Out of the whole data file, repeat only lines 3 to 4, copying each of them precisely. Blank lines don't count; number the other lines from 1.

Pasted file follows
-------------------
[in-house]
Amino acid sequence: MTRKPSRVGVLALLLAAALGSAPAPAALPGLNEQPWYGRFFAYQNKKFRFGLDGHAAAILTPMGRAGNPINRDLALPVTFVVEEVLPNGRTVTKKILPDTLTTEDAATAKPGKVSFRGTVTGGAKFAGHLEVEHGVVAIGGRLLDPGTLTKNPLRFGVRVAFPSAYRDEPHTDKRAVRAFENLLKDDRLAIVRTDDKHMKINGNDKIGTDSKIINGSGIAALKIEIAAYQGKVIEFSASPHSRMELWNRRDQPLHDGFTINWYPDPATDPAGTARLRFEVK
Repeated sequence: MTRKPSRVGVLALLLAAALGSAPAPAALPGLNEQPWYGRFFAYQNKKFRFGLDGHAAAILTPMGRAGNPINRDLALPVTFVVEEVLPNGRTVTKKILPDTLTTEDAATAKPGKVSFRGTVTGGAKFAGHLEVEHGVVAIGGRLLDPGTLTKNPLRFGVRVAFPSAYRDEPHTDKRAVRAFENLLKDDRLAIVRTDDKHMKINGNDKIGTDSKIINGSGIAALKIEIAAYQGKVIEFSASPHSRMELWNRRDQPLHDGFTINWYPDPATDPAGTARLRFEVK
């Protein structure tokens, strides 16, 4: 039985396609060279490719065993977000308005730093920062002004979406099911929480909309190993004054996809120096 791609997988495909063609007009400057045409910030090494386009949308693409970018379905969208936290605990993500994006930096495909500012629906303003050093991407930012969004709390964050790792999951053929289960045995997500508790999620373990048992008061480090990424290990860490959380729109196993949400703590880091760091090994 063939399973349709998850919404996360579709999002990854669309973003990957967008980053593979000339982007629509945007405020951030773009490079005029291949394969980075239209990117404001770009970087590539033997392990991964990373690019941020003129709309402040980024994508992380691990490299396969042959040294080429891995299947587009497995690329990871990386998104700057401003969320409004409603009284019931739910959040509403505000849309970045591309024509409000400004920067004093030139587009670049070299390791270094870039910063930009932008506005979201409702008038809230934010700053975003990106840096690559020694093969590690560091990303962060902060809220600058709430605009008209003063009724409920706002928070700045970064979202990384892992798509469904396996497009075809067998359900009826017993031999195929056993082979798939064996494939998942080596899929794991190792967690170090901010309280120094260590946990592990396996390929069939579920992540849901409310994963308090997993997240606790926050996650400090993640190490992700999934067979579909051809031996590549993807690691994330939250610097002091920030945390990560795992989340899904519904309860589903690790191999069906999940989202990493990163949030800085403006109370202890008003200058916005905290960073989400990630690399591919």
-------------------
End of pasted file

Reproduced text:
Repeated sequence: MTRKPSRVGVLALLLAAALGSAPAPAALPGLNEQPWYGRFFAYQNKKFRFGLDGHAAAILTPMGRAGNPINRDLALPVTFVVEEVLPNGRTVTKKILPDTLTTEDAATAKPGKVSFRGTVTGGAKFAGHLEVEHGVVAIGGRLLDPGTLTKNPLRFGVRVAFPSAYRDEPHTDKRAVRAFENLLKDDRLAIVRTDDKHMKINGNDKIGTDSKIINGSGIAALKIEIAAYQGKVIEFSASPHSRMELWNRRDQPLHDGFTINWYPDPATDPAGTARLRFEVK
């Protein structure tokens, strides 16, 4: 039985396609060279490719065993977000308005730093920062002004979406099911929480909309190993004054996809120096 791609997988495909063609007009400057045409910030090494386009949308693409970018379905969208936290605990993500994006930096495909500012629906303003050093991407930012969004709390964050790792999951053929289960045995997500508790999620373990048992008061480090990424290990860490959380729109196993949400703590880091760091090994 063939399973349709998850919404996360579709999002990854669309973003990957967008980053593979000339982007629509945007405020951030773009490079005029291949394969980075239209990117404001770009970087590539033997392990991964990373690019941020003129709309402040980024994508992380691990490299396969042959040294080429891995299947587009497995690329990871990386998104700057401003969320409004409603009284019931739910959040509403505000849309970045591309024509409000400004920067004093030139587009670049070299390791270094870039910063930009932008506005979201409702008038809230934010700053975003990106840096690559020694093969590690560091990303962060902060809220600058709430605009008209003063009724409920706002928070700045970064979202990384892992798509469904396996497009075809067998359900009826017993031999195929056993082979798939064996494939998942080596899929794991190792967690170090901010309280120094260590946990592990396996390929069939579920992540849901409310994963308090997993997240606790926050996650400090993640190490992700999934067979579909051809031996590549993807690691994330939250610097002091920030945390990560795992989340899904519904309860589903690790191999069906999940989202990493990163949030800085403006109370202890008003200058916005905290960073989400990630690399591919």